New SEC Cybersecurity Reporting Rules Take Effect

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Posted on January 2, 2024

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In July 2023 the US Security and Exchange Commission (SEC) issued new rules on “Cybersecurity Risk Management, Strategy, Governance, and Incident Disclosure.” Most of the new rules took effect before the end of 2023, so businesses that are required to submit filings to the SEC need to take steps to ensure they are in compliance with those rules.

In the press release announcing the new cybersecurity rules, SEC Chairman Gary Gensler said,

Whether a company loses a factory in a fire — or millions of files in a cybersecurity incident — it may be material to investors. Currently, many public companies provide cybersecurity disclosure to investors. I think companies and investors alike, however, would benefit if this disclosure were made in a more consistent, comparable, and decision-useful way. Through helping to ensure that companies disclose material cybersecurity information, today’s rules will benefit investors, companies, and the markets connecting them.

According to analyst Frederick Havemeyer, the new SEC rules align with current cyber insurance trends that reward more transparent risk reporting with lower premiums on policies or better coverage. And both are increasing demand for solutions that enable observability, security analytics and real-time risk reporting.

What’s in the New SEC Rules?

The new rules cover both US public companies and foreign private issuers (FPIs). The rules call for two things:

  1. Disclosure of material cybersecurity incidents within four business days of determining that a breach is material. The disclosure is made on Form 8-K, which has a new item 1.05 for this purpose. FPIs use Form 6-K.
  2. Annual disclosure of cybersecurity risk management, strategy, and governance. This disclosure is done on the company’s annual report, Form 10-K for domestic public companies, Form 20-F for foreign entities.

One big question is what counts as “material.” The rules state that materiality is the same as in other securities contexts. Information is material if “there is a substantial likelihood that a reasonable shareholder would consider it important” in making an investment decision, or if it would have “significantly altered the ‘total mix’ of information made available.”

Whether or not something is material is heavily dependent on the context of the company in question. Something that’s material for a company with $20 million in sales might not be material for a company with $2 billion in sales. The key factor is that the evaluation is to be done from the perspective of a “reasonable investor.”

Why New Rules and Why Now?

The Introduction and Background section of the new rules explains why the SEC felt new rules were needed:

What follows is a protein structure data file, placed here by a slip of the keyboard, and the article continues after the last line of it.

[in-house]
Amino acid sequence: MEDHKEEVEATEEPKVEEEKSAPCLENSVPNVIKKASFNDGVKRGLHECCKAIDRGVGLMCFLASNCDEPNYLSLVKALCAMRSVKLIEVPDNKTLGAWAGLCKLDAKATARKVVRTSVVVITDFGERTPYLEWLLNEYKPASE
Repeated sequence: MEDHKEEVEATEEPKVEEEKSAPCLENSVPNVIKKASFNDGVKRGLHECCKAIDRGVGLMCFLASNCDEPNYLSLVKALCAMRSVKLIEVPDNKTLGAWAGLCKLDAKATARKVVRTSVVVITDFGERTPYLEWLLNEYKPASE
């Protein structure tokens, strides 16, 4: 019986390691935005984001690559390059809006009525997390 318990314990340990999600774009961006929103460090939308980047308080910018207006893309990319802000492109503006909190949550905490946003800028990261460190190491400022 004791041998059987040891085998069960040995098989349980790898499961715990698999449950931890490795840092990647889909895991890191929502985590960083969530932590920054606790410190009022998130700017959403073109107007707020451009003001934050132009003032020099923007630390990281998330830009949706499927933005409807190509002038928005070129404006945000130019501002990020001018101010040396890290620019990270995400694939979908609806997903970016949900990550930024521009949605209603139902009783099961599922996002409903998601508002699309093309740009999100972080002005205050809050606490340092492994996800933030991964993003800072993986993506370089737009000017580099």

• Increasing reliance on electronic systems coupled with a rise in cybersecurity incidents make transparency in cybersecurity more important. The SEC sees the COVID-triggered increase in remote work, increasing reliance on third party services for IT, and easier monetization of cyberattacks as factors in the increase in incidents.
  • Recent developments in artificial intelligence exacerbate the threats by making it easier to generate malware used in attacks, even by attackers not versed in programming.
  • Current disclosure practices are inconsistent, both in terms of what is reported and in how the reporting is done. Evidence suggests companies are underreporting cybersecurity incidents.

Complying with the New SEC Cybersecurity Reporting Rules

The best way to prevent the new SEC incident reporting requirement from adversely impacting your stock valuation is to adopt strong cyber protections that safeguard your organization from cyberattacks that you’d need to report. The Ericom Cloud Security Platform provides a unified, Zero Trust cloud-based solution that makes it simple to upgrade to a state-of-the-art approach to cybersecurity. Its clientless Zero Trust Network Access (ZTNA) solution secures company applications from the growing risks posed by unmanaged devices used by work-from-home employees and 3rd party contractors. Remote Web Isolation safeguards endpoints against web-delivered zero-day exploits, phishing, credential theft and weaponized downloads in ways that detection-based solutions simply cannot.

The new reporting requirements provide investors with greater transparency regarding cybersecurity risk management. Investors and potential investors will feel comfortable knowing your company’s digital assets are protected by the only security approach that provides Zero Trust protection against internet-delivered threats. Contact us to learn more about how easy it is to upgrade to Zero Trust isolation-based cybersecurity.

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About Tova Osofsky

Tova Osofsky, Ericom Director of Content Marketing, has extensive experience in marketing strategy, content marketing and product marketing for technology companies in areas including cybersecurity, cloud computing, fintech, compliance solutions and telecom, as well as for consumer product companies. She previously held marketing positions at Clicktale, GreenRoad and Kraft Foods, and served as an independent consultant to tens of technology startups.

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